George Pal's envisioning of H.G. Wells' The Time Machine from the 1960 film.

George Pal's envisioning of H.G. Wells' The Time Machine from the 1960 film.

 

 

Hong Kong, China (CNN) – China has been cracking down on dissent of late, as the recent detainment of artist Ai Weiwei suggests.

But the latest guidance on television programming from the State Administration of Radio Film and Television in China borders on the surreal – or, rather, an attack against the surreal.

New guidelines issued on March 31 discourages plot lines that contain elements of “fantasy, time-travel, random compilations of mythical stories, bizarre plots, absurd techniques, even propagating feudal superstitions, fatalism and reincarnation, ambiguous moral lessons, and a lack of positive thinking.”

“The government says … TV dramas shouldn’t have characters that travel back in time and rewrite history. They say this goes against Chinese heritage,” reports CNN’s Eunice Yoon. “They also say that myth, superstitions and reincarnation are all questionable.”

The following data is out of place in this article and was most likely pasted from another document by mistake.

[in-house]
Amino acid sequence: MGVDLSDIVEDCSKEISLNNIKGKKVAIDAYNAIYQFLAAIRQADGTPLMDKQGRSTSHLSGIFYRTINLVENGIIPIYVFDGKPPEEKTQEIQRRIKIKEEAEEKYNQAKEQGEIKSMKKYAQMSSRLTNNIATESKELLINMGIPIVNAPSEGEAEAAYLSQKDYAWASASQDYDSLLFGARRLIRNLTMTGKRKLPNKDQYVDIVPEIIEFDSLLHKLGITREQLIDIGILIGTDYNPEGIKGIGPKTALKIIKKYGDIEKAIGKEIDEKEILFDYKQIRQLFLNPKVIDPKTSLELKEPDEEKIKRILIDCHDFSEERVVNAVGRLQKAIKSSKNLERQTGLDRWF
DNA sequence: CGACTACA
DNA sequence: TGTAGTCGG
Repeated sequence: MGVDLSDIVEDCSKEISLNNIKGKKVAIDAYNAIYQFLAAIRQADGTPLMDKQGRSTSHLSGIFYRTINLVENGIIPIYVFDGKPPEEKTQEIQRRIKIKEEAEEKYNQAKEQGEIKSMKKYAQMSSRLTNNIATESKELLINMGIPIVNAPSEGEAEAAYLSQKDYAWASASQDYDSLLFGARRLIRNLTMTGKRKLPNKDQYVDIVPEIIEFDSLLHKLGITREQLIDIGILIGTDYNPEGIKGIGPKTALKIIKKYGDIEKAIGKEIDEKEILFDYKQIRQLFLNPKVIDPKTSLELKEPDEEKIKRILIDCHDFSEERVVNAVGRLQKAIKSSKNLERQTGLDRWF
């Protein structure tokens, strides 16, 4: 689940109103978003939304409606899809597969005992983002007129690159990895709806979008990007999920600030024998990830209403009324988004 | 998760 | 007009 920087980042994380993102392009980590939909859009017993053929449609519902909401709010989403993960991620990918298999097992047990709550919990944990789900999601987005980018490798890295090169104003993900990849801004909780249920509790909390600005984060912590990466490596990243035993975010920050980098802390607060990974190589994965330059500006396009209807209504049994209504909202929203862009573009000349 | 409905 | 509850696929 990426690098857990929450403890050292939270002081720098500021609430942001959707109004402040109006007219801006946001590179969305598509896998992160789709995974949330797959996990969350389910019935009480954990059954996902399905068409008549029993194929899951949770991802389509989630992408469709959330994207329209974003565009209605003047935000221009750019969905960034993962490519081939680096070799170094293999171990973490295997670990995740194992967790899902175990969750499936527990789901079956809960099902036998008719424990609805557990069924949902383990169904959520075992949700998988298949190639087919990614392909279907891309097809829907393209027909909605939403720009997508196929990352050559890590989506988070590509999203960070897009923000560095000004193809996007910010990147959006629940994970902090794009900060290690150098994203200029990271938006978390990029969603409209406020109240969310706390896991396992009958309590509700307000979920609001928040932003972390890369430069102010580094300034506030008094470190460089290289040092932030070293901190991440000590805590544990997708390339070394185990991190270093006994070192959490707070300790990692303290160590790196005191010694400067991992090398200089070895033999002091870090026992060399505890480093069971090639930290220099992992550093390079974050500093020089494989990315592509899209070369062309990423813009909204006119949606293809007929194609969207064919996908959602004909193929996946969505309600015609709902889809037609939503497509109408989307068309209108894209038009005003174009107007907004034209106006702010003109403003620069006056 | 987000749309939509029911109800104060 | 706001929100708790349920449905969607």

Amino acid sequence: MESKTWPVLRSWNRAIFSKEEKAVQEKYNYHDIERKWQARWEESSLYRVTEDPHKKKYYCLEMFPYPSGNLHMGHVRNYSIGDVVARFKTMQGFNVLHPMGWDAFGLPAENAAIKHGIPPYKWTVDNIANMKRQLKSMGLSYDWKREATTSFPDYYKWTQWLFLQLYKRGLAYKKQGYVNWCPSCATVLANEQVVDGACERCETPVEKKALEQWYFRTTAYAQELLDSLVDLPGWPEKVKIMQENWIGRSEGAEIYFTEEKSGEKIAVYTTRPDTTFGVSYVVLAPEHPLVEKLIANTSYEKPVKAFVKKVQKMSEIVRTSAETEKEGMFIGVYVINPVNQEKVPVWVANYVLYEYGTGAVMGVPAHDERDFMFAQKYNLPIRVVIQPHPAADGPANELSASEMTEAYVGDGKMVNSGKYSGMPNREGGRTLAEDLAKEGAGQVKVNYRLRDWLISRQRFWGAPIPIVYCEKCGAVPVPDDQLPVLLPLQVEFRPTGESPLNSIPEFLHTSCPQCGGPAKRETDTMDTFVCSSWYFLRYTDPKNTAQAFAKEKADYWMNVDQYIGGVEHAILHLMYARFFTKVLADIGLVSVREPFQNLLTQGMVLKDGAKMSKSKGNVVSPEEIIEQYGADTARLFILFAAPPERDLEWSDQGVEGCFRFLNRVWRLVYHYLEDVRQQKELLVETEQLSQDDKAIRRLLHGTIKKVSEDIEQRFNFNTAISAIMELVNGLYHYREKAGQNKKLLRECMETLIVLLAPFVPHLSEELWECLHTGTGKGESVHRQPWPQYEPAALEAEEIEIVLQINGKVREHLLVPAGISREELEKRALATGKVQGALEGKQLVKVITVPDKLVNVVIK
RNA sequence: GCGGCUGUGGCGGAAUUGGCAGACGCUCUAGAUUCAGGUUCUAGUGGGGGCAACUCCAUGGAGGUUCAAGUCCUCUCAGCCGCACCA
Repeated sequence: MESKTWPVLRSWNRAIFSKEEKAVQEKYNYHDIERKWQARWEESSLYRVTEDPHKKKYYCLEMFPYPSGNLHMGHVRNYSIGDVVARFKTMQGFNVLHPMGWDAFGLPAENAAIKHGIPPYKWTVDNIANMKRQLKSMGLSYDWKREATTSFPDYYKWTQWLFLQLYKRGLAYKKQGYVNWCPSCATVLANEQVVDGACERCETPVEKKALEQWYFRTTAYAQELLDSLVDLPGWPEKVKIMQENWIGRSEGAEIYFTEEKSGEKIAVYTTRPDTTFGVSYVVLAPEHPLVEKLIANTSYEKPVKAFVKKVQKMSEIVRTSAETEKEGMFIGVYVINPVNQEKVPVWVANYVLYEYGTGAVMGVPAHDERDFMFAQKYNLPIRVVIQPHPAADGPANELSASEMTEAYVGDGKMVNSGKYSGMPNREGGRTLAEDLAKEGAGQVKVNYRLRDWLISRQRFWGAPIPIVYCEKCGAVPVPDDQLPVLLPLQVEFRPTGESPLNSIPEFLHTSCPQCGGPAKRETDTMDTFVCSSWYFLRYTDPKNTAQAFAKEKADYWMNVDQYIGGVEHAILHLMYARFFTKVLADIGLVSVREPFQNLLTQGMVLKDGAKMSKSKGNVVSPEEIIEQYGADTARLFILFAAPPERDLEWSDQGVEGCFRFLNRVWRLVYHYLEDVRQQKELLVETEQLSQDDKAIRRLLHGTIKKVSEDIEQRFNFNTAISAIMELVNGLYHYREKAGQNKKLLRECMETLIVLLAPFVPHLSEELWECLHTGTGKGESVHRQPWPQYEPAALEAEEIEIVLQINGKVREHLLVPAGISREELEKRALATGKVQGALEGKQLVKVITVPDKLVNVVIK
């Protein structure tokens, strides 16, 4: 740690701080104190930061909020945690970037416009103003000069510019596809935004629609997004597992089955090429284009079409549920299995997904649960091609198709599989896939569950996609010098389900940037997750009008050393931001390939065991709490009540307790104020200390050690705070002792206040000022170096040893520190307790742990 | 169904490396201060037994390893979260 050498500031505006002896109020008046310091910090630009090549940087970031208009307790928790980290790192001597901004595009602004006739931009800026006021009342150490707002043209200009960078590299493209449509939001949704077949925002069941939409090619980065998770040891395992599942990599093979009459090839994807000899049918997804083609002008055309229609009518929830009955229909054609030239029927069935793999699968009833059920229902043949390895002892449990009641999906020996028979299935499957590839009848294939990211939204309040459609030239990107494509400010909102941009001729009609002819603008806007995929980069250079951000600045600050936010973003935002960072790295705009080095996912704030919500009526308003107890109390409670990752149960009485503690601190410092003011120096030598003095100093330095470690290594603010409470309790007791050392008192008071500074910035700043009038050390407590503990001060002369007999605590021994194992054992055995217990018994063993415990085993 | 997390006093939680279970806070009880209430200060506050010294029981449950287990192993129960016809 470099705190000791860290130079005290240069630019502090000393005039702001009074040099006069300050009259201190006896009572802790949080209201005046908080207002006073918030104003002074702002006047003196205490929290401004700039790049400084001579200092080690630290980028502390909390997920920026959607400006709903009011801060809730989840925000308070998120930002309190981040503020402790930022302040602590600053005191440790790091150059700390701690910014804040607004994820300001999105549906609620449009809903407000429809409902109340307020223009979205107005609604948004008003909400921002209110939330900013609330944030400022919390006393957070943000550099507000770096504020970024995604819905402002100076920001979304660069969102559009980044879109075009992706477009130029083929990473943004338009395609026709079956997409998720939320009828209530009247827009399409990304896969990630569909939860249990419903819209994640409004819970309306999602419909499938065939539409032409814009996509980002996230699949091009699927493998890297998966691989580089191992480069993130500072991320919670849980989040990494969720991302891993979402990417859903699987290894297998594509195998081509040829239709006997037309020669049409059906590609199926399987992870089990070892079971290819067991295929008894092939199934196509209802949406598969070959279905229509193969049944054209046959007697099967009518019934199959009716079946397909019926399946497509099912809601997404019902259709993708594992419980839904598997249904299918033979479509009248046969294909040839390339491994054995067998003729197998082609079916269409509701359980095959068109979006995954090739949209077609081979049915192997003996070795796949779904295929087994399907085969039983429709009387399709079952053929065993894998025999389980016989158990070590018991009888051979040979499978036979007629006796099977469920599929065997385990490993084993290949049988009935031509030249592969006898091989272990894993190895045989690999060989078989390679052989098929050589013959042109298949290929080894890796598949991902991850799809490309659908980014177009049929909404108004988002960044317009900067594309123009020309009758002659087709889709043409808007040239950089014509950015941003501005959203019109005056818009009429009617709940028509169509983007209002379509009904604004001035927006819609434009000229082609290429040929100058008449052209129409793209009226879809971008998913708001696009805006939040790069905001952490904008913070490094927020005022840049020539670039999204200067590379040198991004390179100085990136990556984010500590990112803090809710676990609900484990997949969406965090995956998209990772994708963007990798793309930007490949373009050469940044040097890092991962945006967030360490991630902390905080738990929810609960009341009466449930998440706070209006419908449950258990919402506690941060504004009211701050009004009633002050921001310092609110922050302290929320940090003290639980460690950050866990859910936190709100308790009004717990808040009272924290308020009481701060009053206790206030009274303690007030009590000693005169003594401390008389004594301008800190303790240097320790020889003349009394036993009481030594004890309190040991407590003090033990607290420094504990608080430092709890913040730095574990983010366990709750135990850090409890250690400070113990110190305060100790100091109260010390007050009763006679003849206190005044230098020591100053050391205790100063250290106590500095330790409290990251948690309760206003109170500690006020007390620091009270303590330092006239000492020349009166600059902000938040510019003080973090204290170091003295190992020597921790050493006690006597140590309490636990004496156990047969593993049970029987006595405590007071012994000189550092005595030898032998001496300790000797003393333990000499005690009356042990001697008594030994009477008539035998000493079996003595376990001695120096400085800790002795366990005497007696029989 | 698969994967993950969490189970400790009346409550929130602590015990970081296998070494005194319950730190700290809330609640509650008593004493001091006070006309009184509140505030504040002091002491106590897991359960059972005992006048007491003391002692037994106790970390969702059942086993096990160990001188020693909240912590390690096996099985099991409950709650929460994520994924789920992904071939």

The Chinese censors seem to be especially sensitive these days. But for the television and film industry, such strictures would seem to eliminate any Chinese version of “Star Trek,” “The X-Files,” “Quantum Leap” or “Dr. Who.”  And does that mean rebroadcast of huge Hollywood moneymakers like “Back to the Future” and the “Terminator” series are now forbidden?

 

Read more: http://business.blogs.cnn.com/2011/04/14/china-bans-time-travel-for-television/


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